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'RED HOT LIES' - BOOK EVERYONE SHOULD READ

 Posted 22 January 2009

"Measures to curb global warming cannot succeed, but they can do much harm. It is Horner's great merit to have called our attention to a real danger — not global warming, but the measures that global-warming
alarmists wish to inflict on us." Review of "Red Hot Lies: How Global Warming Alarmists Use Threats, Fraud, and Deception to Keep You Misinformed". By Christopher C. Horner. Regnery,2008. Viii + 407 pages. Obtainable from Amazon.com (Webmaster highly recommends)

 

 





Book Review of Christopher Horner’s “Red Hot Lies”




http://mises.org/story/3283

The Dangers of Disputing Warming Orthodoxy

Daily Article by David Gordon | Posted on 1/8/2009 12:00:00 AM

http://books.google.com/books?id=1W6dMudInpkC
From the author of the "New York Times"-bestselling "Politically
Incorrect Guide to Global Warming" comes this exposé of the hypocrisy,
deceit, and outright lies of the global warming alarmists and the
compliant media that support them.

[Red Hot Lies: How Global Warming Alarmists Use Threats, Fraud, and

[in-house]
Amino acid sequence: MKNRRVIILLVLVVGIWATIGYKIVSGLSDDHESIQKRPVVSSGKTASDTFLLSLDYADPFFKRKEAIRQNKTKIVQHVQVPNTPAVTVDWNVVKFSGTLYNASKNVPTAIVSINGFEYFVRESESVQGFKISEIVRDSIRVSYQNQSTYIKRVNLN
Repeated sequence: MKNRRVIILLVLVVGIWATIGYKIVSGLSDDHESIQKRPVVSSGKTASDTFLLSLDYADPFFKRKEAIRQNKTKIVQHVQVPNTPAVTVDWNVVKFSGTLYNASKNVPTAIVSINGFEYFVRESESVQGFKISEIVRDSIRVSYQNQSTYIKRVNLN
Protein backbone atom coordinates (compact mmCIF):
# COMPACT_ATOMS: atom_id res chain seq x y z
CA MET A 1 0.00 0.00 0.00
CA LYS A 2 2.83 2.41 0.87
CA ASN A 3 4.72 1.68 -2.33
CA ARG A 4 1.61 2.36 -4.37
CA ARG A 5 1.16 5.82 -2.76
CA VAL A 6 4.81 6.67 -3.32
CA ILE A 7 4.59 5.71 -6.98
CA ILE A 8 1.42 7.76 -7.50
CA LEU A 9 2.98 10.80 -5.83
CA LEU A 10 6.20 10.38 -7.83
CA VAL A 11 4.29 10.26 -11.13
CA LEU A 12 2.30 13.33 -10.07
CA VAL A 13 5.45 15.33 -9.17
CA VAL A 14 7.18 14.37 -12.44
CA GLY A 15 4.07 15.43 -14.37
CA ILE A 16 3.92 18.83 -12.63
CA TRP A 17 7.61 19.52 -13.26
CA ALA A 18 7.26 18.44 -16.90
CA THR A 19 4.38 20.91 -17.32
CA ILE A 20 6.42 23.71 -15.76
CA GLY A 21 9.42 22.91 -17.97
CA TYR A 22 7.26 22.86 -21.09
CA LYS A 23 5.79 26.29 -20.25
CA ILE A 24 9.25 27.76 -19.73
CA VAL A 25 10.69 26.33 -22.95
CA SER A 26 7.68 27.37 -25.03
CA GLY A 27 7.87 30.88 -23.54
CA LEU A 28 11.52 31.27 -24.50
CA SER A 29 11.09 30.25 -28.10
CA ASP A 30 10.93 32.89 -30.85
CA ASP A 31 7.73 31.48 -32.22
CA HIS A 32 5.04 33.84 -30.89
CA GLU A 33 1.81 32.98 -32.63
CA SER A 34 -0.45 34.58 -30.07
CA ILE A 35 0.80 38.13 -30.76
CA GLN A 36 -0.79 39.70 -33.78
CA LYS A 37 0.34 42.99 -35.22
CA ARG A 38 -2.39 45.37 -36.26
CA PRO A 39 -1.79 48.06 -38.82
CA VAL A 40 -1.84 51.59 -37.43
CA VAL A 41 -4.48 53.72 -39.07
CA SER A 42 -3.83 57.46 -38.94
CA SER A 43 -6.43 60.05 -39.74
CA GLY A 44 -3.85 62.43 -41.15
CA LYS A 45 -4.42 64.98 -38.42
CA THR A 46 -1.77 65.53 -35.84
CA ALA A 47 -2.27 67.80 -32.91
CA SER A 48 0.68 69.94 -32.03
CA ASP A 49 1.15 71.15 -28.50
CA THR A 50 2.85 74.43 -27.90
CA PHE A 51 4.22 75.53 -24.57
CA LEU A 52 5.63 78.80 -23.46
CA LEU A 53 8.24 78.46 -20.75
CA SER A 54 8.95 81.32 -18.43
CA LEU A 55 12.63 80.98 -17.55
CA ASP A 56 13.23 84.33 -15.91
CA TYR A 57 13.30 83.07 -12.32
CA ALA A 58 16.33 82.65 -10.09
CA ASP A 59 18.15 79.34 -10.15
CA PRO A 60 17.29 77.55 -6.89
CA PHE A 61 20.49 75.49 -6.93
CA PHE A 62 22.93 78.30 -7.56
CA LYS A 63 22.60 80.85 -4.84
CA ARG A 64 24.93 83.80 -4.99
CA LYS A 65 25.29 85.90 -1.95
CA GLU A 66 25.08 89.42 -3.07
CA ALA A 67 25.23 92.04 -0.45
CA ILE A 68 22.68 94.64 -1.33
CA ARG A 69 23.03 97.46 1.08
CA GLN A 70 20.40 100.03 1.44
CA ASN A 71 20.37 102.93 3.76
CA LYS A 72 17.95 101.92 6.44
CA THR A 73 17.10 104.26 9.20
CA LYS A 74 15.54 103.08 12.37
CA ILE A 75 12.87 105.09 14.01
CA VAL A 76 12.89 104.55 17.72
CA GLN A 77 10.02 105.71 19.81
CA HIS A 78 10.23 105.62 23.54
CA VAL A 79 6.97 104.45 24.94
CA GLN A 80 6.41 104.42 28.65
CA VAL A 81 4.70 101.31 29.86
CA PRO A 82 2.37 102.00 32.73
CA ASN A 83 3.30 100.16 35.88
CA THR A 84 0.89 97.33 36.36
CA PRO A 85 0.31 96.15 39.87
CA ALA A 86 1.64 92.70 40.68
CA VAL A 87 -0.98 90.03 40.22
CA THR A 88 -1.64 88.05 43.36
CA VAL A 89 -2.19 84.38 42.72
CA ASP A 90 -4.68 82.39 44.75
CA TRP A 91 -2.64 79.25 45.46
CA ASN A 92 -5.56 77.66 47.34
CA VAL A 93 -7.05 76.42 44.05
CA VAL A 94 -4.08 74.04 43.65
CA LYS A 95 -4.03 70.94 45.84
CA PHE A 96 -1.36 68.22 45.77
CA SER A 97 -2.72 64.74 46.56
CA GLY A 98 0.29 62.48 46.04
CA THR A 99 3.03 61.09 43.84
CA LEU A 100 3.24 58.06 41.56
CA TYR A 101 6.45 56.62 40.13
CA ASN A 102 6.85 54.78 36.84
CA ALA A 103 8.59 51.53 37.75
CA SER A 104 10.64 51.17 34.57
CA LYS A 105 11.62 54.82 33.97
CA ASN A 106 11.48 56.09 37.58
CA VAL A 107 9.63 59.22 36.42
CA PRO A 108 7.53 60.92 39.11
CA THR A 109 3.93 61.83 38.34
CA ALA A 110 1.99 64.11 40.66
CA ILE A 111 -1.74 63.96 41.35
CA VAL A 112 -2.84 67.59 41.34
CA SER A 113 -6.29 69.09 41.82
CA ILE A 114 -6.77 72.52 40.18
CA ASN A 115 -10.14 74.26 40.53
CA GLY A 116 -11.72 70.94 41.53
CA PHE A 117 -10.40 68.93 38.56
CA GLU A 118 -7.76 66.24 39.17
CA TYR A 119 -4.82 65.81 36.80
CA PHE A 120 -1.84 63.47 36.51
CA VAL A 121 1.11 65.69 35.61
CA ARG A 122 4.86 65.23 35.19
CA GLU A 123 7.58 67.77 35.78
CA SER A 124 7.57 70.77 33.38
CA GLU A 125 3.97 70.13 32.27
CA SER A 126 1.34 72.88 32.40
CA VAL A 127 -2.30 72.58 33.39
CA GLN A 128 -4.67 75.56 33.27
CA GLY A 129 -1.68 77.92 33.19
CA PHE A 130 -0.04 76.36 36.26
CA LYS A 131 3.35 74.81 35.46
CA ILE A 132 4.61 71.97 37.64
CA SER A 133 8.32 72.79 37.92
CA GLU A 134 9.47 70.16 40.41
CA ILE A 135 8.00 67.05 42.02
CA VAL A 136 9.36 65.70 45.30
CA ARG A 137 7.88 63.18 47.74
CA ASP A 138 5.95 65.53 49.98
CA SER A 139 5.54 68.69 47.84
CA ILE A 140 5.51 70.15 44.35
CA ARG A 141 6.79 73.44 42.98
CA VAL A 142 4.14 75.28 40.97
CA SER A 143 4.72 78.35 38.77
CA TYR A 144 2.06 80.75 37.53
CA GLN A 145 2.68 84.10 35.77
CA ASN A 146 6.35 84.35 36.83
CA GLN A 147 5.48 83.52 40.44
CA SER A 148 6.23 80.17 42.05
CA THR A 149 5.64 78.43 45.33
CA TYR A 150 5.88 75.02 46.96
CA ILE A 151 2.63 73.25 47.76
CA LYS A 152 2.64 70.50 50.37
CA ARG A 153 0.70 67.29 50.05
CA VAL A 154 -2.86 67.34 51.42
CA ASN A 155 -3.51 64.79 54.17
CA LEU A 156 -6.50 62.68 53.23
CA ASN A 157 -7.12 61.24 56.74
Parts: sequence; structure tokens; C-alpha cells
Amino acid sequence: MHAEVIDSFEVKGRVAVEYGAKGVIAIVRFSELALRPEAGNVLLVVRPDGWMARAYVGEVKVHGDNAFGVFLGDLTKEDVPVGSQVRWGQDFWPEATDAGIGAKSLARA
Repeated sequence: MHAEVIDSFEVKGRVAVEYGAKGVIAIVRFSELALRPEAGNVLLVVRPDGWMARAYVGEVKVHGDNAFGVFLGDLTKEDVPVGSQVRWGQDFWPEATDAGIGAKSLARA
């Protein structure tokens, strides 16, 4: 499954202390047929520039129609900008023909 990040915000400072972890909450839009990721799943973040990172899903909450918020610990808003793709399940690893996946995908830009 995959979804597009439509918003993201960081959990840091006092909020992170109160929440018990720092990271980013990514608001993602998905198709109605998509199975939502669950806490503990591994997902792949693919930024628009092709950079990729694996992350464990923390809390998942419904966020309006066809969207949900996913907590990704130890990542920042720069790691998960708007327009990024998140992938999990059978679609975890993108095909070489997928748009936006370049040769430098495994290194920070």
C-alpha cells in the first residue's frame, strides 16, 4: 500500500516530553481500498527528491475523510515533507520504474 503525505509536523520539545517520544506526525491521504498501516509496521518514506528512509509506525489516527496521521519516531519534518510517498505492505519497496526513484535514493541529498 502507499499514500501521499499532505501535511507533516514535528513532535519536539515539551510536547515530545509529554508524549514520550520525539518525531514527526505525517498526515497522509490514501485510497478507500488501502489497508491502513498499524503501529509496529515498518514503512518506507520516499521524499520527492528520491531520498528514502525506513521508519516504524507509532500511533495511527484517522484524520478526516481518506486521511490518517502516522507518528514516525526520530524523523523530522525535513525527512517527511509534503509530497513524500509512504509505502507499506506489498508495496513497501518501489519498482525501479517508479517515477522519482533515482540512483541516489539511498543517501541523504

Deception to Keep You Misinformed. By Christopher C. Horner. Regnery,
2008. Viii + 407 pages. An audio version of this review, read by Dr.
Floy Lilley, is available as a free MP3 download:
http://mises.org/MultiMedia/mp3/audioarticles/3283_Gordon.mp3 ] (a
nice way to take in this review-Ken)


Those of us who refuse to accept calls from proponents of global
warming for drastic restrictions on production often confront
objections like this:

You skeptics, blinded by fanatical devotion to the free market, ignore
evidence. True enough, you can trot out a few scientists who agree
with you. But the overwhelming majority of climate scientists view man-
made global warming as a great threat to the world. The course of
inaction you urge on us threatens the earth with disaster.

Christopher Horner's excellent book provides a convincing response to
this all-too-frequent complaint.

But how can it do so? Will not an "anti-global-warming" book of
necessity consist of an account of scientists who dissent from the
consensus? If so, will it not fall victim to the difficulty raised in
our imagined objection? The book will pick a few favored experts to